Mary, the Mother of God
About this section
A great deal of thought has been put into preparing the Marian section of EWTN's presentation of "The Catholic Faith." This is because the Church's teaching concerning Mary and great devotion to her is very often misunderstood and even attacked by non-Catholic Christians, and is sometimes poorly understood even by Catholics. It may seem to some that a disproportionate amount of space has been devoted to Marian doctrine. However, in an attempt to give a clear exposition of Catholic teaching and to answer common objections to it, it is essential that no confusion be left as to what the Catholic Church teaches about the Mother of God, and what grounds there are for this teaching.
Summary of Marian Doctrine
The Catholic Church teaches that by a free decision of God, the Blessed Virgin Mary was elevated to become the Mother of His Son Jesus Christ and Jesus' worthy associate in redeeming mankind. She was prepared for this role by being preserved by God's grace from all sin, original and personal, throughout her entire life, and was rewarded at the end of her life for her cooperation with God's plan by being taken up, body and soul, into Heaven, where she reigns with her Son as Queen of the Universe, and whence she distributes to men all the graces which, with, through and under her Son, she helped to merit on Calvary.
Mary and Her Son
However, Catholics do not at all make Mary equal to her Son, for He is true God, and she, though the most exalted of all creatures, is still only that-a creature. Only Jesus Christ, because he is both God and man, can be the perfect Mediator between God and men, and could offer to the Father a sacrifice of infinite value on behalf of the human race of which he was fully a member. The sacrifice which He offered was completely sufficient to redeem mankind; Mary's cooperation was added not out of any necessity, but completely out of the marvelous generosity of our heavenly Father, His great love for us and for her. Finally, only Jesus Christ is Redeemer and Mediator by his own power. In all things, Mary works with, through, and under to her Son, completely dependent on Him.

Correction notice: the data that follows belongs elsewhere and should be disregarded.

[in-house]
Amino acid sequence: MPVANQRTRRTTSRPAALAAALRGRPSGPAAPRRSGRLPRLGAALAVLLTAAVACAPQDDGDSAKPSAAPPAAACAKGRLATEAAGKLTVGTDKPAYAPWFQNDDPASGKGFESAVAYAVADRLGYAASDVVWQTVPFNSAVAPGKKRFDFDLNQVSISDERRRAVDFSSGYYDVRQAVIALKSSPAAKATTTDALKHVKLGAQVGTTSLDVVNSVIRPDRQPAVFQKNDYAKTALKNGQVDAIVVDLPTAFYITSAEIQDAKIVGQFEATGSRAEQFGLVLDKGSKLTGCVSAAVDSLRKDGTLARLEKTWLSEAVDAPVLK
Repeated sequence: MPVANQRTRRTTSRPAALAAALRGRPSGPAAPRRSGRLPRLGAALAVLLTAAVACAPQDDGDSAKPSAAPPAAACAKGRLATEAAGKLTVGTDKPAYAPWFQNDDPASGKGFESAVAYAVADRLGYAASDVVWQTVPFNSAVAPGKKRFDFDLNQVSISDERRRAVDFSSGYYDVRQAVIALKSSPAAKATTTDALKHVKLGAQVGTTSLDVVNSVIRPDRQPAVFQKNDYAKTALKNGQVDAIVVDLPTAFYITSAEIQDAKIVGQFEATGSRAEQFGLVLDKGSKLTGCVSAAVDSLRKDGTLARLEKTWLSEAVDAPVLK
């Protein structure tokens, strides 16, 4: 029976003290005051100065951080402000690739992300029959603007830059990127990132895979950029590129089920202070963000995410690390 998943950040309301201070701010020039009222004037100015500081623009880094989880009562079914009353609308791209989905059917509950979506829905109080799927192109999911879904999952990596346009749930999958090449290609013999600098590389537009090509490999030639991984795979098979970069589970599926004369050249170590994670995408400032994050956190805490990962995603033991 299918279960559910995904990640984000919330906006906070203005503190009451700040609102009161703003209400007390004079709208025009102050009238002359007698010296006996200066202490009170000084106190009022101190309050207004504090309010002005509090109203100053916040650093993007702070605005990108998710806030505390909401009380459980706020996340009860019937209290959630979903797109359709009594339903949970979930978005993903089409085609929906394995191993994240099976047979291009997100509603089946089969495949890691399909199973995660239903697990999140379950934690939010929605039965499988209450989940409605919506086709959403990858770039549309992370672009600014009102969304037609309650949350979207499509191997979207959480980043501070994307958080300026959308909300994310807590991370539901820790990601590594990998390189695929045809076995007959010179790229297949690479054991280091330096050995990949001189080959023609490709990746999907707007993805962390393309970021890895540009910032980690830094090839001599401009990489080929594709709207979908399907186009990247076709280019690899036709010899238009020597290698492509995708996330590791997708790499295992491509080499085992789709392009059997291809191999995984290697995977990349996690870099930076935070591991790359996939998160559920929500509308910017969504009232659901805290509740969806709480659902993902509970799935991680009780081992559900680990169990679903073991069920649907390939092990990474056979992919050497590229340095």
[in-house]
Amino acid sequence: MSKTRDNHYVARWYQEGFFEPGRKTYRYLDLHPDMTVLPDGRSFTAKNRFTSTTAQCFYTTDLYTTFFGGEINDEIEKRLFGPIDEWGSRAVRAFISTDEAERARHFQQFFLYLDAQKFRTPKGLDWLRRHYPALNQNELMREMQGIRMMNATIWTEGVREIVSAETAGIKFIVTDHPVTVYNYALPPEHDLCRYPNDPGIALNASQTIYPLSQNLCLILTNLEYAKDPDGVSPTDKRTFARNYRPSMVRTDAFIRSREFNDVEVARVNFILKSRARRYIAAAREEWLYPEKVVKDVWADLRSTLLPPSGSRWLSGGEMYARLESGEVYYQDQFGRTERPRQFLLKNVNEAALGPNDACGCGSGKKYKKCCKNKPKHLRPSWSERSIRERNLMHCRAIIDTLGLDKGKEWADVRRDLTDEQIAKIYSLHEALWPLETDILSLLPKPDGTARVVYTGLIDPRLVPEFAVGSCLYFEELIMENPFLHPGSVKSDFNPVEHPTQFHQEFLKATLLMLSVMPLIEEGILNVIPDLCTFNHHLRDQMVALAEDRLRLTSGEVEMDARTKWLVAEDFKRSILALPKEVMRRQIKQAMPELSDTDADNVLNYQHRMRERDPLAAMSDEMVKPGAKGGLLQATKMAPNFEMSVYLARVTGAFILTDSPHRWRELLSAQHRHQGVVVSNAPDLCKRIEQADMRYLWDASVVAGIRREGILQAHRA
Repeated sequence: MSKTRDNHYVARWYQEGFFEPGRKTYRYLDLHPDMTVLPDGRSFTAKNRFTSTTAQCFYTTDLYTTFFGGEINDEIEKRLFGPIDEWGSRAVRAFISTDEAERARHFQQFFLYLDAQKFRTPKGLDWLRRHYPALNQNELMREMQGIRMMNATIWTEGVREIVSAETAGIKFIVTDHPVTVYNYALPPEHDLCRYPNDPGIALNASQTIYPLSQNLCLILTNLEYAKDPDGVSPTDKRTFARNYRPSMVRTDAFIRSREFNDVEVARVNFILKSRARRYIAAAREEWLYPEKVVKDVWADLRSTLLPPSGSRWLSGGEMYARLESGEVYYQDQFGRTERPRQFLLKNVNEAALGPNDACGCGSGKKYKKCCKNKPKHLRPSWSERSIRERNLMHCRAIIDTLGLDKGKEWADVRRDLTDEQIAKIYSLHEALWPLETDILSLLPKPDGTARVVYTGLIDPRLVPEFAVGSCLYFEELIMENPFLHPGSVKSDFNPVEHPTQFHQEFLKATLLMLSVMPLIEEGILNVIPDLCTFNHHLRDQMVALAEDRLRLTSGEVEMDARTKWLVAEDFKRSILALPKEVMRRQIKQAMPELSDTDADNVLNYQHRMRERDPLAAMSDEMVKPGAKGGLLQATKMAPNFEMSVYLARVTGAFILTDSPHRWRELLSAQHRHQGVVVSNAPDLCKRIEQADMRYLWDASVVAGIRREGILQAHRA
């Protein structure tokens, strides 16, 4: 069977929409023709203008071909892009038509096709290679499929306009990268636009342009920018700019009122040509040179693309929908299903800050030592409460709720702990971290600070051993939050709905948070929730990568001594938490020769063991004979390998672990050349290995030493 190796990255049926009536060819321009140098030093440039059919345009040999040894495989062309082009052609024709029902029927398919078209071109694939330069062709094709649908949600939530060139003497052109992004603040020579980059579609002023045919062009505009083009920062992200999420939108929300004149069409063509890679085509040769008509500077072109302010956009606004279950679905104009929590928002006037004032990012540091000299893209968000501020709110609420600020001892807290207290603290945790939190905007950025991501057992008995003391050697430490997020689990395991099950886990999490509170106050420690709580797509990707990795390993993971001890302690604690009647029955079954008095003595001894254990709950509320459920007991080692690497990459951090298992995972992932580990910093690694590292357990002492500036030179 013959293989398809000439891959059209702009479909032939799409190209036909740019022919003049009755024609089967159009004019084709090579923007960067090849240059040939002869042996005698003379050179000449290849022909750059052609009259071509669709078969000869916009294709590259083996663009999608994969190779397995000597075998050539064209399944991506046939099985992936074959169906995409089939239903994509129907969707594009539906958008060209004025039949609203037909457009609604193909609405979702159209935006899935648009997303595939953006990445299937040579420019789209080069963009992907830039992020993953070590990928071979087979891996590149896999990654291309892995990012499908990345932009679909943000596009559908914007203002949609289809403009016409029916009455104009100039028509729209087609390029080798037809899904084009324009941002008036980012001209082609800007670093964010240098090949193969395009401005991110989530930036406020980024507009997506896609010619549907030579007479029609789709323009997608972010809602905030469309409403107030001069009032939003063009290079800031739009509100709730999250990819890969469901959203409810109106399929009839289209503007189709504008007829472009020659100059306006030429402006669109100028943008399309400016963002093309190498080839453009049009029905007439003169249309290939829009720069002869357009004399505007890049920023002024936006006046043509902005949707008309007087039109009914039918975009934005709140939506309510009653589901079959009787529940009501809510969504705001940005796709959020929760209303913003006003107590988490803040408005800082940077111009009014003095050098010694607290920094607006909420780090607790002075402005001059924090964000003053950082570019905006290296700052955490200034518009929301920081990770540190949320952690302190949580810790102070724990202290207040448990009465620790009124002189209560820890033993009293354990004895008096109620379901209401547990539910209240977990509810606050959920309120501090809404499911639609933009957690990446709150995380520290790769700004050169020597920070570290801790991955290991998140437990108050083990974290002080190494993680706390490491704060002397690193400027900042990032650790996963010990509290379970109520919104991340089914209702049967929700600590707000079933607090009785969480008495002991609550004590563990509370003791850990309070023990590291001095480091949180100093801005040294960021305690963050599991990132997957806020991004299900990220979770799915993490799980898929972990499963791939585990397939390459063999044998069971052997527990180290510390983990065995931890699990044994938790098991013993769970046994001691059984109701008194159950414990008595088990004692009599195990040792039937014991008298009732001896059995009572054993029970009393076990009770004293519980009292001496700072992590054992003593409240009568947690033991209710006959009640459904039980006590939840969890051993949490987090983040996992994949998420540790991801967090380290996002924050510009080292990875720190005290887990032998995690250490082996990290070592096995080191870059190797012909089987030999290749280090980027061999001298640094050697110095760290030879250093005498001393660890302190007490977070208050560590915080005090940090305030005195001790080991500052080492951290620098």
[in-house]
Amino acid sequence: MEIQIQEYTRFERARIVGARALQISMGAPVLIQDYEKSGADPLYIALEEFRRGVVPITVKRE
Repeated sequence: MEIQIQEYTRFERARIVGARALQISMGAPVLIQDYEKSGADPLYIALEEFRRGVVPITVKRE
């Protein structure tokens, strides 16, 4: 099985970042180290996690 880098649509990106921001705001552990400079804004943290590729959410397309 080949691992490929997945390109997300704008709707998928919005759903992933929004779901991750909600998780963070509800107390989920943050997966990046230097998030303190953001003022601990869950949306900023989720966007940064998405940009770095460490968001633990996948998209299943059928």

Mary's subordination to her Son, and her dependence upon Him, is expressed in various places and in various ways in the files found in this section. If it is not repeated at every step, this is because for Catholics, this subordination is so clear, so obvious, that it does not need to be repeated at every turn. Catholics' great joy at the privileges granted to Mary rests ultimately in wonder that God could, and did, raised a mere creature to such heights.
In order to understand the grounds for the Church's teaching on Mary, it is necessary to understand the Church's teaching on Sacred Tradition. Those who believe that the Bible is the only source of divine revelation will certainly have trouble understanding where Catholic teaching on Mary has come from. Eventually, "The Catholic Faith" will add a section explaining what the Church believes about divine revelation, including Sacred Scripture and Sacred Tradition.
Although files by Fr. William G. Most are used throughout "The Catholic Faith," special thanks are due to Father Most for his writings on Mary. The present section is largely, thought not entirely, the result of his years of tireless effort in defending and elucidating Catholic truth concerning the Mother of God.